This Is the Cheapest We’ve Ever Seen a Leica Noctilux!

We’re pretty shocked at how cheap this Leica Noctilux is right now on eBay!

Most folks know that the Leica Noctilux is an incredibly expensive lineup of lenses. There have been a ton of various iterations of the 50mm option. They always deliver a signature look that makes jaws drop. So we were pretty shocked when tipped off about this one that’s starting for only $3,500. Better yet, it can be yours for only $4,650. You don’t really need to be rich to own one. You just need to want a signature look that’s almost impossible to get otherwise. The Leica 50mm f1 Noctilux has always had a specific look to it. It’s more low contrast and lacks the micro-pop that newer Leica lenses and Zeiss ZM lenses boast. Yet somehow, the images have a sense of romance.


The Leica Noctilux 50mm f1

Leica lenses have a special mystique to them. I’ll admit that they’re not all homeruns, but they’ve all got something special to them. In the case of the 50mm f1, you’ve got a beautiful look and an overall size that isn’t too large. When I played with the 75mm f1.25 last year, it felt heavy. But the Leica Noctilux 50mm f1 is smaller and lighter than that. It’s also much more affordable than their f0.95 version. It’s challenging to focus at f1 on full-frame cameras. When you carefully nail the focus wide open, you’ll stare at the photos for hours. If you adapt it to APS-C, you’ll be in better business. Even if you adapt it to your full-frame Sony, Panasonic, Nikon, or Canon camera, you’ll get a unique render. Instead of high contrast, you’ll achieve high sharpness with low contrast. There will be gorgeous bokeh and image quality that will stand out.

This particular unit also seems to be in solid condition. There’s no fungus or haze. And better yet, it’s recently had a CLA. Personally, I like a bit of wear and tear on my Leica products. It means that they’ve actually been used and battle-tested. Cameras, even the expensive Leicas, are meant to do work. If it took a bump at a concert in low light, then I’ll wear that chipped paint with pride.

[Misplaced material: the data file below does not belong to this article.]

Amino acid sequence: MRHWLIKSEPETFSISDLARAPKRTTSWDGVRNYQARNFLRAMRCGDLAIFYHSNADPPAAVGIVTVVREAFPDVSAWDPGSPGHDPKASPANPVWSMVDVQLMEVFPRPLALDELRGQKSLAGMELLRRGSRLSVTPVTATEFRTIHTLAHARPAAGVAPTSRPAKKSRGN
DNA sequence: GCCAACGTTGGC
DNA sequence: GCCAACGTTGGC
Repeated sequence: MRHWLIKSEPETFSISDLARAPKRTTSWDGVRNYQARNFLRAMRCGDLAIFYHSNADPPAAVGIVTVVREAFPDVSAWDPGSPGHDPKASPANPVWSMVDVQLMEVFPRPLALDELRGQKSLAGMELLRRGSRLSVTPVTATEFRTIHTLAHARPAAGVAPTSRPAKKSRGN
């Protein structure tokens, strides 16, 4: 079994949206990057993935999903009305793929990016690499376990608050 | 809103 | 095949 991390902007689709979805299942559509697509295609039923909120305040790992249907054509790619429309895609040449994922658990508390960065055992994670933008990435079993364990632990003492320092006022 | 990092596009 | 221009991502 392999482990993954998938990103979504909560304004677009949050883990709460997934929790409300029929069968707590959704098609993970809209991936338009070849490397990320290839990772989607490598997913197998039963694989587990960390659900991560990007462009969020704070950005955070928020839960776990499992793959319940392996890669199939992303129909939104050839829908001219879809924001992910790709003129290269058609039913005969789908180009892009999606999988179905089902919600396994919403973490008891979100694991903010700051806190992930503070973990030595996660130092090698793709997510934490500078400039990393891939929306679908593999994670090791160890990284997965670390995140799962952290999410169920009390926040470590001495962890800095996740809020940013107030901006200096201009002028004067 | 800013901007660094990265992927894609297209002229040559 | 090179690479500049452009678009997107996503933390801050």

According to the listing:

This is the last production version of the Leica 50mm Noctilux designed by Dr. Walter Mandler in 1975, this version (v4) was made in 1996 and has the built in hood and more modern coatings than the earlier production models.   This lens is known for its truely stunning bokeh and wide aperture, but also for its more natural transition between the in and out of focus area, the softer more dream like design and “Leica Glow” that is known to come from a Mandler Lens, especially when compared to the modern 0.95. 

This particular copy is in very good-excellent condition, with a CLA done only a few years ago, the Focus is slightly heavy but smooth as it should be, and the aperture blades click effortlessly. There are some scuffs and signs of use on the barrel, as this lens has been used by photographers and not simply placed on a shelf, But the optics are clean and stunning. The lens comes with Caps, and a set of B+W Filters. 

Vs. the 7Artians 50mm f1.1

So is it really worth the money? Personally, I think so. Lots of folks might say something like, “Oh, but I can get the 7Artisans for this price.” That’s cool, but you’re not going to get this quality. These photos and the lead image are from the listing.

Below are images shot with the 7Artisans 50mm f1.1 on a Sony a7r III and with film. We reviewed that lens a while back.

The more vivid colors from the Leica say a lot. The Leica is also much sharper and probably has a real focusing tab. The 7Artisans version uses a rubber tab that you paste on like a sticker. Plus, you get a lifetime of support from Leica. I’d personally reach for the Leica Noctilux 50mm f1 if I weren’t married to the idea of owning a 35mm f1.4 FLE instead. The Leica 50mm f1 Noctilux is going for $4,650 if you buy now. That is a MUCH BETTER price than the other options. But otherwise, go watch it and put a bid in.

All images from the listing by seller beysler 

Chris Gampat

Chris Gampat is the Editor in Chief, Founder, and Publisher of the Phoblographer. He also likes pizza.